Celebrate Hip Hop
Celebrate Hip Hop, 2004
Sweet Louise Music, 2004
Craig n Co.
PO Box 601-115
Sherman Oaks, CA 91423
To order, visit www.celebrateseries.com or call (US/Canada) 1-800-6-craig-8.
What is most fascinating about this hip hop collection is the languages and cultures it represents. Indeed, this collection seems designed to emphasize the wide variety of Jewish cultures and Jewish approaches to hip hop more than some underlying unity. Good thing. With the possible exception of Israel, where there is a vital Israeli hip hop community that is primarily Jewish (if politically and musically still diverse), most of these artists seem to be exploring hip hop first, and Jewish second. In at least one case (Hop Hop Hoodíos) I would complain that the song anthologized here, the vastly over-anthologized "Ocho Kandelikas" has more to do with "acceptable to the widest possible audience" than with representing a hip hop sense of Jewish identity (or Jewish sense of hip hop identity). A song like "Kike on a Mike" from the Raza Hoodia EP would have been far more revealing—and fun.
It is to the Israeli hip that I find myself most drawn. Hip hop is a perfect medium for the conflicts inherent in the many fracture lines of Israeli society. In this regard, the bi-lingual rap of "Sagol 59" is especially revealing, talking of social corruption, religious conflict, in Hebrew and English. The Hebrew rap is especially sharp, reminiscent of the Dylanist ramblings of Yankele Rothblit on his first (very pre-rap) solo album 30 years ago, singing of ye-ush (alienation) as though Hebrew were the natural language of rap. "Mook E"s "Cross that Bridge" is also intriguing, focusing on the general political conflict between Jew and Palestinian and the new Intifada.
Some of the English-language pieces do touch on Jewish identity. "Only the wise" by Blood of Abraham mentions Jewish themes in brief, while primarily focus on general identity. The "Hiphopkele" by Solomon & Socalled, from the brilliant "HipHopKhasene" is a marvellous deconstruction of Second Avenue Yiddish, less overt commentary, than a recontextualization of that iconography into hip hop; a distancing and fracturing that could also be said to represent the shattering of the all-encompassing Yiddishkeit of that earlier generation with the shards of many identities with which Jews (Americans with thousands of interests, among them their Jewish descent) construct their identities in the 21st century. Then the English band Emunah's selection, with its switch into Hebrew prayer at one point still seems more general than Jewish, as is Etan G's "South Side of the Synagogue". The most intriguing of the American pieces might easily be MC Hy with a very connected, Jewishly contextualized "Get your head out". On the political side that defines much of Jewish identity today, Remedy's "Muslim and a Jew" makes a lovely political statement, but I'm not sure that the lyrics go particularly deep. It may be that the significance lies in the attempt and intent. It's counter may be Antithesis' "Just Peace" making an unambiguous defense of the Israeli side of politics.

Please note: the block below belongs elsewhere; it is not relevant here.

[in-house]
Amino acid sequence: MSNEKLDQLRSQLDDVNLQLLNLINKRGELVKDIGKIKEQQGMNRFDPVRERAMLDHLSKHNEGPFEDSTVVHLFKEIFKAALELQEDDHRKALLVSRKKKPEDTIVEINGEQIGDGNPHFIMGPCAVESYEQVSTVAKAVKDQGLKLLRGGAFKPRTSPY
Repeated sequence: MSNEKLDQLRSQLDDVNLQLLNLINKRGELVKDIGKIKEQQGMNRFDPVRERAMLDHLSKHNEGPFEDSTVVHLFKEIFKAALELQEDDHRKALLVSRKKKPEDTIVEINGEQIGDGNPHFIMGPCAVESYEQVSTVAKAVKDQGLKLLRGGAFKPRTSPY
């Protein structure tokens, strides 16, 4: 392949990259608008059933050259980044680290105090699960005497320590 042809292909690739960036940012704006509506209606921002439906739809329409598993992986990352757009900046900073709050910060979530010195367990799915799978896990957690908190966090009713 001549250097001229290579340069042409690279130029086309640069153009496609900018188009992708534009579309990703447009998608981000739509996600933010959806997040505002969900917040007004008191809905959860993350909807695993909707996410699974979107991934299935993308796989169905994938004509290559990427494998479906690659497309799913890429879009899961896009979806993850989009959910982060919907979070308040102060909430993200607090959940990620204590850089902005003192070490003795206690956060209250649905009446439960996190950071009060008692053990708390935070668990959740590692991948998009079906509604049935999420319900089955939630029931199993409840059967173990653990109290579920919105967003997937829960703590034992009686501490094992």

Some of the cuts I can't speak to—the music of iSQUAD is pretty interesting, but I have no way of decoding the Russian lyrics. In a sense this highlights a problem with which rock fans have wrestled for years (or, to a lesser extent—here the words are at least Jewish—fans of the newer "campfire-style" Jewish chazzanut, a la Debbie Friedman). Is it Jewish if the rhythm, beat, melody are indistinguishable from the surrounding culture? (But, of course, depending on content or context! Otherwise we'd lose entire genres of religious song going back thousands of years!)
So, here's the thing. As might be expected, Jews are making some exciting hip hop. Outside of Israel, I'm not convinced that there is an explicitly Jewish hip hop presence, any more than there is really anything like "Jewish rock" (although there is a huge Orthodox Jewish market for Jewish banality set to rock). At the same time, Jewish Hip Hop has come a long way from the self-hating shtick of "Two Live Jews". There is enough here worth listening to, and listening to again, that anyone interested in Jewish music, hip hop or otherwise, will really enjoy this recording. For someone whose hip hop experience is less than mainstream—have I gotten a new hip hop CD since, say, Saul Williams' political stuff of a few years ago?—this is a revelation of diversity, however weak some of the "Jewish" content seems to be on some cuts. More than anything, this is a collection of excellent music. Highly recommended on its own terms, or as a good starting point to explore hip hop, Jewish or otherwise.
Reviewed by Ari Davidow, 11/28/04
- Ocho Kandelikas, by Hip Hop Hoodíos, from Raza Hoodía, 2002 (J. Norek/H. Sanchez/J. Calpo) 3:32
- Cross that Bridge, by Mook E, from Shema Yisrael 3:22
- I'm Guessing, by Brimstone127, from Metamorphoses 5:47
- Big Ben, by the Sagol 59, from "The Two Sides of Purple 59" 6:19
- Only the Wise by Blood of Abraham, from Eyedollartree 4:40
- Hiphopkele by Solomon & Socalled, from HipHopKhasene 3:27
- Sweetness, by Emunah, from self-titled EP 4:40
- History, by iSQUAD, from Hyperlink 2:37
- Muslim and a Jew, by Remedy, from Code: Red 3:47
- South Side of the Synagogue, by Etan G., from South Side of the Synagogue 4:09
- Get your head out, by MC Hy, from Babylon & Beyond 5:36
- Just Peace, by Antithesis, from The Israel Question 5:08